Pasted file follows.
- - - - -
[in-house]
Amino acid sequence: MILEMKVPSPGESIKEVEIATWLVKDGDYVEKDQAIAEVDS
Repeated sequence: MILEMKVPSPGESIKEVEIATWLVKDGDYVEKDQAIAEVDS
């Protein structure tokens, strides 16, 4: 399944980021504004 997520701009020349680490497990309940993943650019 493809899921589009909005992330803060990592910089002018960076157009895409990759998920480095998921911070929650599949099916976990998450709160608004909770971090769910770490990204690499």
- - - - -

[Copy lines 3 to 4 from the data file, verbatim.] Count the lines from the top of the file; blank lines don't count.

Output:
Repeated sequence: MILEMKVPSPGESIKEVEIATWLVKDGDYVEKDQAIAEVDS
């Protein structure tokens, strides 16, 4: 399944980021504004 997520701009020349680490497990309940993943650019 493809899921589009909005992330803060990592910089002018960076157009895409990759998920480095998921911070929650599949099916976990998450709160608004909770971090769910770490990204690499």